By the end of our time in the Philippines, our guns would no longer shoot straight. They sent us back to the States to get refitted. We were back for about three months. In the meantime, we got ready for the invasion of Japan. On August 12, 1945, after both bombs were dropped, we arrived in Okinawa and that same night, a Japanese plane aimed its torpedo at my ship. It hit the propellers on the right side. Twenty-six quartermasters died that night. The next morning, the Japanese asked for peace. We were towed to shallow waters so that if we sank, we would just sink in the mud instead of any further down. We were able to stay afloat. Then they towed us to Guam. The war was over.

We started having problems with one of the remaining propellers on the way back to the States. We stopped the ship and put divers over the side to see what they could do for it. Then sharks surrounded the ship and we pulled the divers back out of the war. We put marines with rifles in boats to keep the sharks away from the divers while they worked on the propellers. They got them fixed so we could get back.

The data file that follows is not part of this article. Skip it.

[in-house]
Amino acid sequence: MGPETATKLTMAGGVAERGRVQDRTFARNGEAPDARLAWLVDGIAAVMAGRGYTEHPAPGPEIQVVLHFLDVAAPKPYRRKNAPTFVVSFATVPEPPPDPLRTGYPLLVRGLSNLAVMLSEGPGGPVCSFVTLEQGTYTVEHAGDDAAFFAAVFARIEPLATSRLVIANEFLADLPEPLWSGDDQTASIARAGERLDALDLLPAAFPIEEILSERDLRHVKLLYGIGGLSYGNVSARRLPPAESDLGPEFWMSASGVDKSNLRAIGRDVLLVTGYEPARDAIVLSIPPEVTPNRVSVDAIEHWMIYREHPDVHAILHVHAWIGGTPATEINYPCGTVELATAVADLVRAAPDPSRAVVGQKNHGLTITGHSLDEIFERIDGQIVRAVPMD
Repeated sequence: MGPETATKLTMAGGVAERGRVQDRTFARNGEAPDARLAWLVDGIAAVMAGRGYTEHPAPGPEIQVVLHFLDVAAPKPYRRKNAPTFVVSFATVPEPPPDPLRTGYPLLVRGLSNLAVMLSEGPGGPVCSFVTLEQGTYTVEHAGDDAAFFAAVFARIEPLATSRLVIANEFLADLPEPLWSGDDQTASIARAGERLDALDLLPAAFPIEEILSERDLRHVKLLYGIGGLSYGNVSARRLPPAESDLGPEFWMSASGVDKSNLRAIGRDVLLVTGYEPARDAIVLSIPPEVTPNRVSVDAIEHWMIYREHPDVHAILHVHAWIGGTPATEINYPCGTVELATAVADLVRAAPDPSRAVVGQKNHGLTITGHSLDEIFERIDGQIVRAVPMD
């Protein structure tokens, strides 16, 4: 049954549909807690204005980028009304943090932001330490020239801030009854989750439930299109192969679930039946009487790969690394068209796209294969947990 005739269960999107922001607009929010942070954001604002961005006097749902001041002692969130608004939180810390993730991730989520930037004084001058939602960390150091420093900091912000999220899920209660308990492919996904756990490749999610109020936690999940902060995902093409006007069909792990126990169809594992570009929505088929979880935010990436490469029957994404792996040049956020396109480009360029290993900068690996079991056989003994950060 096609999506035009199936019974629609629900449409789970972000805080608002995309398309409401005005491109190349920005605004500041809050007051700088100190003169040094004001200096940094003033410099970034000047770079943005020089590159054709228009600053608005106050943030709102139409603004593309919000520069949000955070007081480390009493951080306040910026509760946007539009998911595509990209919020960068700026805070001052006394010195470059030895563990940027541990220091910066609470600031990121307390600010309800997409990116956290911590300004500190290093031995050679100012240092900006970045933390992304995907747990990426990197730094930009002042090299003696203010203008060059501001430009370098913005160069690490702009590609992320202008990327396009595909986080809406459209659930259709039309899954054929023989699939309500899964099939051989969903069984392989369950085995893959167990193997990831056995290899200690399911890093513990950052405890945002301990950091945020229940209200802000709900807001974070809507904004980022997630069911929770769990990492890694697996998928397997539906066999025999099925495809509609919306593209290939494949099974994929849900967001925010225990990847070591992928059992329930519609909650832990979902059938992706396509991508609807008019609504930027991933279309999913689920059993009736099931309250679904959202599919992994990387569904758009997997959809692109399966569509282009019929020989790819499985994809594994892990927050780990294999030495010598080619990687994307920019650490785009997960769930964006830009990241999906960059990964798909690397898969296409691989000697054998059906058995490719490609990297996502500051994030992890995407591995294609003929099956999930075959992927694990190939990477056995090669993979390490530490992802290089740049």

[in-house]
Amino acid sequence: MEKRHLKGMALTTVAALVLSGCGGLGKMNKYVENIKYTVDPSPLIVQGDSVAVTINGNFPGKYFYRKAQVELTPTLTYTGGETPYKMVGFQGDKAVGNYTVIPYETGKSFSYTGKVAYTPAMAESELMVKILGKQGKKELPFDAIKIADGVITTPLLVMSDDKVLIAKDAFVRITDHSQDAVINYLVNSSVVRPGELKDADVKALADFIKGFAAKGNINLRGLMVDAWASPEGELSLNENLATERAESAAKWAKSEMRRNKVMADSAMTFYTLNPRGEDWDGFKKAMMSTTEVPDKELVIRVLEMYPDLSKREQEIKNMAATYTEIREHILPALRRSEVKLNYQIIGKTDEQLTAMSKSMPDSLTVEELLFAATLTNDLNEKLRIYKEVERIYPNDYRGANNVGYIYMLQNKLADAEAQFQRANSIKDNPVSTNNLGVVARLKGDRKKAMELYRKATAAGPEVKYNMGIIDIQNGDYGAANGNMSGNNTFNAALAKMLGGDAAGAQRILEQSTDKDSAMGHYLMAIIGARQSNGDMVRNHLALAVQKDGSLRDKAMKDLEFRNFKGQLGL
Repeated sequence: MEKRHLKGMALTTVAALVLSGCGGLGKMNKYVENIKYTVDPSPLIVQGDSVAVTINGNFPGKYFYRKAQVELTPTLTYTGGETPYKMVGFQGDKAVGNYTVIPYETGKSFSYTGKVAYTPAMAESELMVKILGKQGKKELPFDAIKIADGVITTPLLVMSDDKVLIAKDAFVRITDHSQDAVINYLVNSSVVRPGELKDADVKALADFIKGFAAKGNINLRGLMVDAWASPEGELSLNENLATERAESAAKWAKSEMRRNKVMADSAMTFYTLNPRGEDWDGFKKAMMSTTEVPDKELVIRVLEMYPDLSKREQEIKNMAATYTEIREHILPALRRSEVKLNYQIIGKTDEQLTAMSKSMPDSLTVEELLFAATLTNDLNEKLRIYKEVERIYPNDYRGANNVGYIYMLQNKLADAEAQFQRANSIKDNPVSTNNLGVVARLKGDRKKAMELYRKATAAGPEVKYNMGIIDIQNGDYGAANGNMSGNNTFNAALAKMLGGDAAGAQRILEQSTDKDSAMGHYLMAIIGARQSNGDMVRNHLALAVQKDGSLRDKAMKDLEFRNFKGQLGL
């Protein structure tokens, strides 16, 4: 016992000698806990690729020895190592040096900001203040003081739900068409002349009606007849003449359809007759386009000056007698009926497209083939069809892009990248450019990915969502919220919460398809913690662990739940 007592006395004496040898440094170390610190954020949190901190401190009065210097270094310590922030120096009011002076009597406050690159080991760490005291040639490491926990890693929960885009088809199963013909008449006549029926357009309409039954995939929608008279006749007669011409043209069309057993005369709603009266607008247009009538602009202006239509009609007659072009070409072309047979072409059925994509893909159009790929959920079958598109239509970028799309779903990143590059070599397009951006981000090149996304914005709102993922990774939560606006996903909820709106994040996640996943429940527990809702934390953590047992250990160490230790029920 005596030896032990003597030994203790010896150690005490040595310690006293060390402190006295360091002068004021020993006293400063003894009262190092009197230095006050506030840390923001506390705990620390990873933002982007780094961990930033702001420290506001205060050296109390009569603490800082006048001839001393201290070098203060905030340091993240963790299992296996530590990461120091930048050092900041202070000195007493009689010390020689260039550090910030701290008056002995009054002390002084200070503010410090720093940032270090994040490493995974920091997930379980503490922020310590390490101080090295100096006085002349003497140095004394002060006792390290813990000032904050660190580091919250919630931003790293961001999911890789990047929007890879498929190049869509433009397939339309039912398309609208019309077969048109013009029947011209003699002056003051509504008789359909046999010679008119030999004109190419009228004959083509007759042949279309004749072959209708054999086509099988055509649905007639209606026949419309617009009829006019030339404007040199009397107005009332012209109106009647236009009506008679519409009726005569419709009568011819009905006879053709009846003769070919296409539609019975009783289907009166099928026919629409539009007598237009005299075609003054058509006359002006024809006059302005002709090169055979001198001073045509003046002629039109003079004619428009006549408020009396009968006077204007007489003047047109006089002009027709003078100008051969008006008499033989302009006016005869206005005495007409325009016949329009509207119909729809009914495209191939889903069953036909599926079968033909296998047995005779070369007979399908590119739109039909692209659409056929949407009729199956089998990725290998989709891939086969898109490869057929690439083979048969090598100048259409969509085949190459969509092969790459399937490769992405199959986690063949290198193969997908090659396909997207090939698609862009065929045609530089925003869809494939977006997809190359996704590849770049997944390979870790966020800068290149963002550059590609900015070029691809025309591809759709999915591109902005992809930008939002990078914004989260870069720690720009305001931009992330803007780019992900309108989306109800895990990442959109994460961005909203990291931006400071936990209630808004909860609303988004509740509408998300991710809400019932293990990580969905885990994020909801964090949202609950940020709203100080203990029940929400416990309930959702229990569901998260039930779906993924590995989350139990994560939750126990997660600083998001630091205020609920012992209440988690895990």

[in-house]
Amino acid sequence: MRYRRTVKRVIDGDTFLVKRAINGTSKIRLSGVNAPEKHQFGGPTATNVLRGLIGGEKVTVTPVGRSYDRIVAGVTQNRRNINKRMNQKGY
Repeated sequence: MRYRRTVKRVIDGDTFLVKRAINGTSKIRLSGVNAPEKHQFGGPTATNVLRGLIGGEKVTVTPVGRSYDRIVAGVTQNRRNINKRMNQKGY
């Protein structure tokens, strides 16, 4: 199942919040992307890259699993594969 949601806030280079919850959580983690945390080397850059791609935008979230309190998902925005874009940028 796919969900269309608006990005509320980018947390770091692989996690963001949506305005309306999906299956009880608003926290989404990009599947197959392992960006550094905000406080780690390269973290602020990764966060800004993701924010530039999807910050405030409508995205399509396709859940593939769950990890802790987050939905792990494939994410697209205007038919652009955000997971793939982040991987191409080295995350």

The military wanted to see what effect the atomic bomb would have on ships. There were plenty of damaged ships from the war to use for tests. This was September, 1946. We operated on a skeleton crew at that time. We scheduled two tests. One in the air, one underwater blast. They put us in the harbor and we anchored the ships and they told us to look away from it. Even with my eyes closed, I still saw the flash. After testing on ships, they wanted to know what effect it would have on animals. I'm a farm boy, so they put me in charge of the animals. Pigs, goats, mice, sheep. We put them various places throughout ships and spread the ships out. We put an atomic bomb at the middle of all the ships, under water. We watched a big wall of water go over the ships. I took inspectors aboard to show them were all the animals had been. After that, they told me to throw away my clothes and take a good shower. That was all the protection I had. Must not have affected me too much because I have all these grandchildren, great-grandchildren, great-great-grandchildren. In 1948, they decided our ship had become too radioactive. They ended up torpedoing it.